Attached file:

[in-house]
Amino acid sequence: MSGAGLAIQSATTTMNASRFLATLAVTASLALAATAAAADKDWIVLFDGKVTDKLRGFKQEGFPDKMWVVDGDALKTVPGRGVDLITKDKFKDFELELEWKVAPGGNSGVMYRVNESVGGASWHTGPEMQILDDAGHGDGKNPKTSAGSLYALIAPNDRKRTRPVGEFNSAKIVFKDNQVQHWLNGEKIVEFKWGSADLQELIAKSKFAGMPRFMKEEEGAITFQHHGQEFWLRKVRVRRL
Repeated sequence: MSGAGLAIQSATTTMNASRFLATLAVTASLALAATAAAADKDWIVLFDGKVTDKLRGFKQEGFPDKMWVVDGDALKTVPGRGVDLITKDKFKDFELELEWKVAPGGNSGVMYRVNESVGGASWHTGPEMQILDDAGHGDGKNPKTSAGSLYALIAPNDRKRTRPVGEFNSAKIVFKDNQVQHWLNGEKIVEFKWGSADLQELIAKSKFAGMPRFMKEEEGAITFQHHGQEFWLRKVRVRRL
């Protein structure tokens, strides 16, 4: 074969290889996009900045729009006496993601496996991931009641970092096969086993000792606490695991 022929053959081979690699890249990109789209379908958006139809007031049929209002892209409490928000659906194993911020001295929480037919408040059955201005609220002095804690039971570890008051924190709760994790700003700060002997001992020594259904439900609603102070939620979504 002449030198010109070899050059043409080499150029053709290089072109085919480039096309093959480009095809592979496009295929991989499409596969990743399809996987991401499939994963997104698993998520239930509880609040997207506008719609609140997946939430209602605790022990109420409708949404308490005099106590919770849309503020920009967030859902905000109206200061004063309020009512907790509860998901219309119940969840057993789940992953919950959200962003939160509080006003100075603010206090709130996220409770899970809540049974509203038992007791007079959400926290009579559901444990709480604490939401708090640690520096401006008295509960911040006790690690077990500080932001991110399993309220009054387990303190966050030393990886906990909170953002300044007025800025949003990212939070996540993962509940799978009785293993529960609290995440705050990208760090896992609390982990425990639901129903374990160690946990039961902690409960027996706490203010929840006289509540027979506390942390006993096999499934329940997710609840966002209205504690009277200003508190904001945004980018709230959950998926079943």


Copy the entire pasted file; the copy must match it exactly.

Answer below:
[in-house]
Amino acid sequence: MSGAGLAIQSATTTMNASRFLATLAVTASLALAATAAAADKDWIVLFDGKVTDKLRGFKQEGFPDKMWVVDGDALKTVPGRGVDLITKDKFKDFELELEWKVAPGGNSGVMYRVNESVGGASWHTGPEMQILDDAGHGDGKNPKTSAGSLYALIAPNDRKRTRPVGEFNSAKIVFKDNQVQHWLNGEKIVEFKWGSADLQELIAKSKFAGMPRFMKEEEGAITFQHHGQEFWLRKVRVRRL
Repeated sequence: MSGAGLAIQSATTTMNASRFLATLAVTASLALAATAAAADKDWIVLFDGKVTDKLRGFKQEGFPDKMWVVDGDALKTVPGRGVDLITKDKFKDFELELEWKVAPGGNSGVMYRVNESVGGASWHTGPEMQILDDAGHGDGKNPKTSAGSLYALIAPNDRKRTRPVGEFNSAKIVFKDNQVQHWLNGEKIVEFKWGSADLQELIAKSKFAGMPRFMKEEEGAITFQHHGQEFWLRKVRVRRL
């Protein structure tokens, strides 16, 4: 074969290889996009900045729009006496993601496996991931009641970092096969086993000792606490695991 022929053959081979690699890249990109789209379908958006139809007031049929209002892209409490928000659906194993911020001295929480037919408040059955201005609220002095804690039971570890008051924190709760994790700003700060002997001992020594259904439900609603102070939620979504 002449030198010109070899050059043409080499150029053709290089072109085919480039096309093959480009095809592979496009295929991989499409596969990743399809996987991401499939994963997104698993998520239930509880609040997207506008719609609140997946939430209602605790022990109420409708949404308490005099106590919770849309503020920009967030859902905000109206200061004063309020009512907790509860998901219309119940969840057993789940992953919950959200962003939160509080006003100075603010206090709130996220409770899970809540049974509203038992007791007079959400926290009579559901444990709480604490939401708090640690520096401006008295509960911040006790690690077990500080932001991110399993309220009054387990303190966050030393990886906990909170953002300044007025800025949003990212939070996540993962509940799978009785293993529960609290995440705050990208760090896992609390982990425990639901129903374990160690946990039961902690409960027996706490203010929840006289509540027979506390942390006993096999499934329940997710609840966002209205504690009277200003508190904001945004980018709230959950998926079943």